What is a Nebula?
Historically, the word “nebulosity” or “nebula” was used to describe all Deep Sky object. As it was unknown that galaxies beyond the Milky Way existed, it was assumed that all the hazy objects seen through early telescopes must be similar. In the Deep Sky Classification Article, we’ve started to look at the different deep sky objects and the types of nebulae you will encounter as you practice astrophotography.
Before we dive into a more detailed explanation, it’s time for a “fun fact”: we’ve seen that nebulae are denser regions within the interstellar space, but they are still much less dense than any vacuum we can produce on Earth!
Yet another good reason to be fascinated by nebulae is that they act like “recycling factories” for stars. Supernova remnants and planetary nebulae are the result of stars with a mass comparable or superior to the Sun’s ejecting their outer layers into space at the end of their life. This matter can then eventually re-accumulate into a dense and denser object until that is able to start fusion, becoming a star.
As you will be aware, most stars have planets orbiting them; these are also formed from matter accretion, however the star will be taking most of the mass out of the medium. This is what happened to our Sun, as evidence from the elements found in our Solar System suggests: 4.6 billion years ago, a nearby supernova “helped” the already present interstellar gas and dust condensate into a protostar (the first stage in a star’s life, effectively a baby star) and protoplanets, whilst adding heavier elements produced and ejected during the explosion – including Gold and even Uranium.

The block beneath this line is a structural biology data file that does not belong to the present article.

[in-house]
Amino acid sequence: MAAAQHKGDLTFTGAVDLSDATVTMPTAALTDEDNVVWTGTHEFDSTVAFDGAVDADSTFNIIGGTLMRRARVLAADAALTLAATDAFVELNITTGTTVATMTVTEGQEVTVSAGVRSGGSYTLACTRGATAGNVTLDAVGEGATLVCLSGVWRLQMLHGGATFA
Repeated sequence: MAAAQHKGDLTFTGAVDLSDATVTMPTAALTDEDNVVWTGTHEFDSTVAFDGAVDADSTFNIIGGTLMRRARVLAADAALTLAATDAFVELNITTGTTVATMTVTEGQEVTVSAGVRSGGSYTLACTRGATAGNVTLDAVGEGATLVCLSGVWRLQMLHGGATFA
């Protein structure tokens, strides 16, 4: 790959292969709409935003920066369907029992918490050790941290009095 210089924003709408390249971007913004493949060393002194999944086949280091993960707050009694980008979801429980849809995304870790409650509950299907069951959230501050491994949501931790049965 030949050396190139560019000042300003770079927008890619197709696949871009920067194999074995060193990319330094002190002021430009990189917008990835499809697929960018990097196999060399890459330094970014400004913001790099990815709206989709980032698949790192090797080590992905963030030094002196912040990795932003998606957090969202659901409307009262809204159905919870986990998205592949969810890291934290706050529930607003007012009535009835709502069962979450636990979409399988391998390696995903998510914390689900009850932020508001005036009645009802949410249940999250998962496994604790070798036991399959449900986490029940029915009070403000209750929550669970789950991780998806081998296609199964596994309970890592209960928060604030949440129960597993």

To observe a Nebula, it’s quite common to use the narrow-band filters, notably H alpha, OIII and SII, instead of the usual Red Green Blue. They correspond to specific wavelengths that the gas’ elements, present in almost every nebula, will emit. Most nebulae contain some source of heat and energy at their centre that ionizes this gas. This means that the atoms of the gas become “excited”, up to the point where some of the atom’s electrons absorb enough radiation to be detached from the nucleus, leaving a so-called ion.
However, electrons may absorb the radiation and be excited to a higher energy level, from which they will spontaneously jump back to a lower energy level. This transition results in the emission of a photon with a very specific wavelength, as the transitions occurs between two clearly defined energy levels. Hydrogen being the most common element in nebulae, it is clear why one of the Hydrogen transitions would be used. To be precise, with H alpha filter you will observe a wavelength of 656.28 nm, which we would perceive as red. Likewise, OIII and SII are then mapped to Green and Blue respectively.
Cover image: The Orion Nebula M42 shot in narrowband, Dennis Lacroix, 24/09/2020 SPA-3
1- The Orion Nebula M42 shot in narrowband, Dennis Lacroix, 24/09/2020 SPA-3